A well-known Queensland wildlife ecologist who has just been recognised for his scientific excellence would like to see more rigour around cluster fencing claims.
Dr Ben Allen, based at the University of Southern Queensland, was honoured with a 2019 Queensland Young Tall Poppy Award at the Queensland Museum in Brisbane last Friday.
He joined 700 of Australia's best young scientists to have been recognised by the nation's longest-running awards for excellence in science and science communication, hosted by the Australian Institute of Policy and Science in partnership with the Office of the Queensland Chief Scientist.
He said he was "incredibly chuffed" at the recognition for efforts to bring science to the people who need solutions to complex problems.
Dr Allen, who specialises in invasive species and wildlife management, particularly in wild dogs in Australia, has been working since 2013 with Queensland's Department of Agriculture on monitoring the effects of cluster fences at Morven and Tambo.
He said while that had gathered some great data, the rapid uptake of fencing in and around both sites meant the results hadn't been able to be demonstrated in a high quality way.
"What you hope to see is grass coming back, dingoes going away, and more sheep," he said.
"You have to monitor outside a fence to attribute the changes, otherwise they could be due to any number of things.
"Our outside sites became inside sites because other fences were going up so rapidly, so that became a challenge for us."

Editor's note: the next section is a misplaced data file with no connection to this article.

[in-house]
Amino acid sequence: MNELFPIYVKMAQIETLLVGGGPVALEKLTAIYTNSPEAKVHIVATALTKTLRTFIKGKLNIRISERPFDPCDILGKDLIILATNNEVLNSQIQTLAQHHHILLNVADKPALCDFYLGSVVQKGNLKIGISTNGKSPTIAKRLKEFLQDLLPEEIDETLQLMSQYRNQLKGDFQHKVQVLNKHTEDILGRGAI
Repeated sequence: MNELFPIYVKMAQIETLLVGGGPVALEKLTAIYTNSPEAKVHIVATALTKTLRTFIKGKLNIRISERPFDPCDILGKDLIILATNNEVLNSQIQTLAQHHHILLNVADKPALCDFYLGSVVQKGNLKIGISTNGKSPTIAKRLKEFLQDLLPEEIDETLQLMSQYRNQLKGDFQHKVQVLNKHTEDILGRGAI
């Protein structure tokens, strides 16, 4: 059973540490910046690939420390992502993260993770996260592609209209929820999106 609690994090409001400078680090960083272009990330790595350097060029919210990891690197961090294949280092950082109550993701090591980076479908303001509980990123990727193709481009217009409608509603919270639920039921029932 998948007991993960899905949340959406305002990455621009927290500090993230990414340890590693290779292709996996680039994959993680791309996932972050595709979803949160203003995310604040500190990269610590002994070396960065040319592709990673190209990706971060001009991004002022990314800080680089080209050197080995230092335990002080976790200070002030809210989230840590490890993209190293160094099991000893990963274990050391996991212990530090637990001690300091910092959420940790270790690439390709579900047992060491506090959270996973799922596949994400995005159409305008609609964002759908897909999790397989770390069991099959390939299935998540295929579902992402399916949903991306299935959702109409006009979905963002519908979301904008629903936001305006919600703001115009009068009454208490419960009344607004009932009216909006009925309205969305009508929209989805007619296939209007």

Related: Ben's cluster crunching
In the seven years since the two cluster fences at Morven and Tambo went up, one-third of Queensland's traditional sheep zone has been fenced.
Dr Allen said anecdotal stories of stock returns were no substitute for scientific data when the EU was asking questions.
"If anything, vegetation could be worse if it means people are upping their stocking rate.
"I'm sure there's benefits to cluster fences but at the moment there's a focus on money for fences, not on collecting the data.
"People have got a good story to tell but it could be done better."
Read more: Biting off more than she could chew
As far as communicating science, Dr Allen said it was as important as the work itself.
"What good is research that is never shared and never used to improve community and industry? Science should not sit on a shelf," he said.
Speaking from Moonie on another trip west, he said he'd learnt that people in rural areas paid more attention to people on the ground than to white collar scientists talking at them.
He was looking forward to his Tall Poppy Award obligations in the next 12 months, which would see him work with school groups and others.
"I'm thinking I'd like to tour high schools, talking around strategy management of wild dogs, when to do it and so on," he said. "There's lots of programs around control, not so much on outcomes."